This happened over and over again. We visited every house on the Comstock, and then we visited every house in the world. Somehow the sleigh never ran out of sacks of presents until the deliveries were made.


“Okay, that’s enough,” Joe sputtered. “Adam’s around here somewhere. Come out, eldest brother. You’ve had your fun.”

“Hush, now, brother. I want to hear the end of it.”


This had to be the most fascinating night of my life. It was definitely work, and if I took advantage of some of the milk and cookies laid out, who could blame me?”

Dawn was creeping over the horizon when the reindeer team took a northward trek. We traveled for some time in which I only saw water and ice. Luckily, the reindeer knew their way, and I thought I could see where they were heading. I couldn’t do any more than hang on for dear life as they swooped down at a most fantastic rate of speed into a picturesque village.

It occurred to me that I might not be welcomed. After all, how could I explain wearing the suit and driving another man’s vehicle. Instead the crowd of gaily dressed small people seemed to take it all in stride. They helped me out of the sleigh and led me inside an actual palace where I was offered food, drink and a soft bed in which to rest.

Pa, time works differently here at the North Pole. In the hours you all have spent sleeping on Christmas eve, I have spent a week in Santa’s castle. I am just going to come out and say it: I am Santa now. In the pocket of the suit, I found a card detailing in the smallest print possible that by putting on the suit, I had entered into contract as the newest Father Christmas.

I know you aren’t convinced. If I were in your positions, I would be convinced either. But it all happened. Every word I have written is true. The Santa who fell from our roof was 300 years old, He’d replaced the previous Santa under somewhat similar circumstances. It’s actually a good story. Remind me to tell you sometime.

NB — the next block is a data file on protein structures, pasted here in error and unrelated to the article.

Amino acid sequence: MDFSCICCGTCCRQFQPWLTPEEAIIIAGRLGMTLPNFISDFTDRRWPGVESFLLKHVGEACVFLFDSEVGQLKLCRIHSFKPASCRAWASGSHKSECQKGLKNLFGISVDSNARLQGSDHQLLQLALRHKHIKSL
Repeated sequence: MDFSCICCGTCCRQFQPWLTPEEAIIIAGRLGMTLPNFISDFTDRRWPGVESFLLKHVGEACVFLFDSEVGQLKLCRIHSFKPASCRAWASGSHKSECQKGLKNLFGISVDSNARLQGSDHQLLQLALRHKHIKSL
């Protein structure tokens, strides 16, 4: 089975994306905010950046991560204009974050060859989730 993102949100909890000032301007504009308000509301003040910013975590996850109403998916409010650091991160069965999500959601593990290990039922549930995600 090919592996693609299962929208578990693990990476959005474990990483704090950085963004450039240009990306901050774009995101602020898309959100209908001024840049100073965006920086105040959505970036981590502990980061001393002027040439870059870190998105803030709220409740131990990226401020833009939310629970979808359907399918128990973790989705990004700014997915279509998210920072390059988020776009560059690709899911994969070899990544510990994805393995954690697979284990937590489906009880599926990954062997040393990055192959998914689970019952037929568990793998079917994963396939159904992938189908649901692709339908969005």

Pa, Hoss, Little Joe – I know this is unexpected. I certainly didn’t expect it. But I have what might be one of the most important jobs in the world now. I saw the entire world in one night! I am in charge of the most interesting, complex industry possible. I’m needed here, and I did put on the suit.

I won’t be seeing you all for a while. There’s a lot to do, and a lot for me to learn. But it’s all right. I’m fine. I’m more than fine. Please open the package I left for you. You’ll be able to see me whenever you want. Of course, I will be able to keep my eye on you all as well.

With my greatest loving regards,


P.S. Don’t worry! I will come and visit now and then. Just tell people I have left to see the world.

Ben stopped reading. He handed the scroll to Hoss and allowed the boys to read the letter for themselves. Pulling apart the fancy wrapping, Ben revealed a large snow globe mounted on a silver pedestal.

“Boys! Look here!” He gave the globe a good shake and as the sparkling beads cleared, they saw Adam in his familiar black trousers and shirt. His hair color was starting to change from black to silver, and he was cultivating a bit more hair on his chin and somewhat less on the top of his head. He was standing in the midst of a small crowd of workers in an ornately decorated work room.

Ben couldn’t help himself. “Adam!” No sooner had the cry passed his lips than Hoss, Joe and Hop Sing shouted with him, calling their loved one’s name. Inside the snow globe, they saw Adam pause and looked toward them. He waved and smiled—looking happier and more satisfied with himself than they had ever seen.

Finally, they left him in peace to go about the business of being Santa Claus.

“Pa,” Little Joe asked. “Are you all right?”

Ben nodded and gave his family a sincere, if trembling smile.

“It’s all true. It all happened. It’s all right.



Link to 2019 Advent Calendar – December 8:

Second Sunday by Sklamb

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Author: Belle

I have been a fan of Bonanza for as long as I can remember! For me, the Cartwrights represent hope, faith, and triumph over life's adversities. Ben, Adam, Hoss, and Joe are human beings with human flaws; but to me, they are always exceptional human beings. My fan fiction reflects this perspective.

4 thoughts on “Small Print (by Belle)

  1. A great parody of a Christmas classic and probably the best explanation of what happened to Adam after season six! Loved it, Belle. 🙂